The appellants sought to adduce new evidence before the Court of Appeal to introduce the Guangdong Court Guidelines which had issued 10 days after Carr J had handed down judgment but before the order was sealed. These guidelines stated that where the territorial scope of the SEPs in question exceeded the territorial scope of the court and the other party did not object (or the objection was deemed unreasonable), the court could determine the royalty. The Appellants sought to rely on this as evidence that the Chinese court would now exercise jurisdiction to determine essentiality, infringement and FRAND for a global portfolio in circumstances where both parties consented and their expert claimed that if the facts were analogous to this case, the court would take the view that the refusal to agree was unreasonable. Conversant’s expert disagreed and pointed out that there was no case law on the circumstances in which it would be “unreasonable” for one party to object. The Court of Appeal agreed with Conversant’s expert. The Guidelines had been introduced for a trial period and it was speculative to interpret them in the way the appellants’ expert was seeking to do.
In reaching its decision the Court of Appeal stated that it was clear that you could get different answers to the forum conveniens questions depending on the level of generality at which the dispute is characterised. If you just look at the relief which would be granted in the English court, that would be too specific. But if you ended up making the claimant pursue a claim on a different property right with different underlying facts in the foreign forum, that meant it had been defined too broadly. Conversant’s claim was closely analogous to the claim advanced in Unwired Planet and accepted by the Court – (i) the UK patents are essential to the standard (ii) that the claimant has complied with its ETSI undertaking in making FRAND offers (iii) that the defendants have not so complied without any reasonable ground for so doing and (iv) that it is entitled to enforce its UK SEPs and obtain the usual relief for infringement, including a FRAND injunction and damages, and a determination of the FRAND terms. If Conversant were made to seek a remedy in China, they would have to advance their case based on different patents, relying on different facts. Floyd LJ pointed out that that it was not legitimate to characterise the claim as one for the enforcement of a global portfolio right as no such right exists. It is a dispute involving determination of infringement, validity and essentiality of UK patents. The FRAND element is embedded in the determination of whether Conversant is entitled to the relief for infringement of their UK SEPs. The FRAND element cannot be considered separately for the purpose of the forum conveniens analysis.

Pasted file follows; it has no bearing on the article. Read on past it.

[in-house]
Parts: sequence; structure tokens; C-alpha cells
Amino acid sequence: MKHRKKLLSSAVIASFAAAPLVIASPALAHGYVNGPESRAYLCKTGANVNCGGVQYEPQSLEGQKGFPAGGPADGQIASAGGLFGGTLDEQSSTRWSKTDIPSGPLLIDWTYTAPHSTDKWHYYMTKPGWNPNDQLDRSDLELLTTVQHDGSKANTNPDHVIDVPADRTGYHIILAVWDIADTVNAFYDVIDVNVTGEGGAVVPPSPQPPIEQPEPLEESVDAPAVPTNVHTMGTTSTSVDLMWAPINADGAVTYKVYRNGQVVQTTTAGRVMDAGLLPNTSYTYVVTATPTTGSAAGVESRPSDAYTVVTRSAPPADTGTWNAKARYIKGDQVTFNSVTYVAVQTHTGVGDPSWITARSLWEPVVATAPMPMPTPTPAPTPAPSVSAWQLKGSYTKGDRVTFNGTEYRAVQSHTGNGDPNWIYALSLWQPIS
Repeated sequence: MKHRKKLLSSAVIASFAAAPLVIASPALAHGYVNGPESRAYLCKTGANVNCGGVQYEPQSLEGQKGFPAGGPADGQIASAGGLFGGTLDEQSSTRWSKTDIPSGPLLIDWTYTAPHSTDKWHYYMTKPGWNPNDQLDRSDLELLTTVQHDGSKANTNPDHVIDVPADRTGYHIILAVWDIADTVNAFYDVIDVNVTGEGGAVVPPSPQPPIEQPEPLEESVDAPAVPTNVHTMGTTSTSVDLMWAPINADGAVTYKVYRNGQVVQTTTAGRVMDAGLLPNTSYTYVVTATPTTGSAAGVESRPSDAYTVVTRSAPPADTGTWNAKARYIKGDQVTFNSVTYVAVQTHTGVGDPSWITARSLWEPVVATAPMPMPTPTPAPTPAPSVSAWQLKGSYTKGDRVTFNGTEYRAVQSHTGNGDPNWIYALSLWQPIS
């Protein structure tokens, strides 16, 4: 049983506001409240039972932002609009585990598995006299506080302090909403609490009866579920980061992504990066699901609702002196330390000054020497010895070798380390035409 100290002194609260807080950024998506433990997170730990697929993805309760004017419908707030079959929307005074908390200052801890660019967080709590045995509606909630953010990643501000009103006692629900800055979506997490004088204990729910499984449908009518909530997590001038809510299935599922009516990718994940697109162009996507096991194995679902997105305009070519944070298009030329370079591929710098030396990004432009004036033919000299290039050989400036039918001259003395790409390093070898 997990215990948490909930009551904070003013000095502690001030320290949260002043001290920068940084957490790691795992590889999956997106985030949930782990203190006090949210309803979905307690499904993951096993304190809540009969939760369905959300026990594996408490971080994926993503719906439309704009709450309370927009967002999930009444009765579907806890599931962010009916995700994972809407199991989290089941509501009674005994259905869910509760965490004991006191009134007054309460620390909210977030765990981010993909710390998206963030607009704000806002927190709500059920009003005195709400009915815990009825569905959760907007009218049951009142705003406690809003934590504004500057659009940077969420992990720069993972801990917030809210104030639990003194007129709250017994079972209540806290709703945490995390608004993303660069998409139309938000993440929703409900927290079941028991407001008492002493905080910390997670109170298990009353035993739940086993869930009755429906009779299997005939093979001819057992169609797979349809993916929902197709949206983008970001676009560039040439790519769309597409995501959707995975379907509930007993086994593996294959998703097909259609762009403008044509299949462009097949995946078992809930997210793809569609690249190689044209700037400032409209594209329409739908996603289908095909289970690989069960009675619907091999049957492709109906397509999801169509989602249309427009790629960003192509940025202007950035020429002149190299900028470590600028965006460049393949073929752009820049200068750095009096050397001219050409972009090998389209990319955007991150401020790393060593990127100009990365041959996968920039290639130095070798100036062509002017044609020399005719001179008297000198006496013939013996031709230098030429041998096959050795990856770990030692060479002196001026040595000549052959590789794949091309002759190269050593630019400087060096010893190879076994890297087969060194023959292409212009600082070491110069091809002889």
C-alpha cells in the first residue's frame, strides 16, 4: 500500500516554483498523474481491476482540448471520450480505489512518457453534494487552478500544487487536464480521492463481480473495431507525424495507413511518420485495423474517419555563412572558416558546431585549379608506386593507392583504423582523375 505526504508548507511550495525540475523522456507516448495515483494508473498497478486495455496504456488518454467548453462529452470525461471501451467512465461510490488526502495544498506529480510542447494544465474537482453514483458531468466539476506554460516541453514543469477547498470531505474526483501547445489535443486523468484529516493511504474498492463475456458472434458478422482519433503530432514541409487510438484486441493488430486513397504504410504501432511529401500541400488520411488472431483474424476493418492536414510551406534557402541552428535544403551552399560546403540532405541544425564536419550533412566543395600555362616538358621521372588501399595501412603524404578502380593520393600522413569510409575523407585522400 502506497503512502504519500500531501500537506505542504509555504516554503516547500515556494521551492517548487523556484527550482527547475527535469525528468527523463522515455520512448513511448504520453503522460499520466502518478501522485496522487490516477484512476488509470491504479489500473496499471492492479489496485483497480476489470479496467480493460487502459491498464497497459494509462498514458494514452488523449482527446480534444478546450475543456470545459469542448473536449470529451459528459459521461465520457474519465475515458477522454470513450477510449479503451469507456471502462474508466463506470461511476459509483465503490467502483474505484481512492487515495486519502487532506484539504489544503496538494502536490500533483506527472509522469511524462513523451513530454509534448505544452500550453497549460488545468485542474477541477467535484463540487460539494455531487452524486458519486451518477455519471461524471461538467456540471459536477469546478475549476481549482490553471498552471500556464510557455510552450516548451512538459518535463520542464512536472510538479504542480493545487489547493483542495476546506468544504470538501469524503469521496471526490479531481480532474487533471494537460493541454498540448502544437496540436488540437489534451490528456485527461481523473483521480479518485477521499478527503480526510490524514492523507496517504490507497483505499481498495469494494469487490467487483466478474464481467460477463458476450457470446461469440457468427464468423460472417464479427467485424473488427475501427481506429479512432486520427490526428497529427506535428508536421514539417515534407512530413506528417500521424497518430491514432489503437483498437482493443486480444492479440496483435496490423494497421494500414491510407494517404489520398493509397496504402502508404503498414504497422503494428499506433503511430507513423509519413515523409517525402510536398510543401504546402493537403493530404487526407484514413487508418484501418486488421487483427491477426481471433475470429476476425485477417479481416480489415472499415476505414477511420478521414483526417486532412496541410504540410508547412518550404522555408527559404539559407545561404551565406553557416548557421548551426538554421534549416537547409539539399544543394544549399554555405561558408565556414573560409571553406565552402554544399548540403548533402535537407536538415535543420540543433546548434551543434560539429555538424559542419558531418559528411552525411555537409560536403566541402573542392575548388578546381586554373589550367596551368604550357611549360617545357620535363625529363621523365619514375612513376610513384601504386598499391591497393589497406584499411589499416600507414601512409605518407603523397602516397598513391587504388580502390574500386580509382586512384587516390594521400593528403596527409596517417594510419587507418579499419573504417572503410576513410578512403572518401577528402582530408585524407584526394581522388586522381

Relevance of the new evidence
Although the new evidence in relation to the Chinese Court Guidelines would be admissible under the first Ladd v Marshall test (couldn’t have been submitted at first instance trial) it did not meet the second criteria of having an influence on the outcome of the case. There was no guidance on how the court would apply the test of when refusal by one party was reasonable and even Huawei’s letter to the Supreme Court in relation to its petition to that Court for leave to appeal in Unwired Planet stated “There is no decided case in which the Chinese courts have gone further, as the English courts did in these proceedings, by conducting a global royalty-setting exercise without the consent of the parties and then imposing the result thereof as a condition of avoiding a territorial injunction.”
Rejecting reference to CJEU
Finally the Court refused the CJEU reference on the basis that first, the Court of Appeal in Unwired Planet was able to reach a decision on justiciability without a reference. Secondly, Huawei had never suggested that a reference was necessary in that case and now accepts that the Unwired CA decision precludes any justiciability argument before the Court of Appeal in this case. Thirdly despite a lengthy draft produced by Huawei’s counsel, Floyd LJ was not persuaded that there is any lack of clarity in the relevant EU law.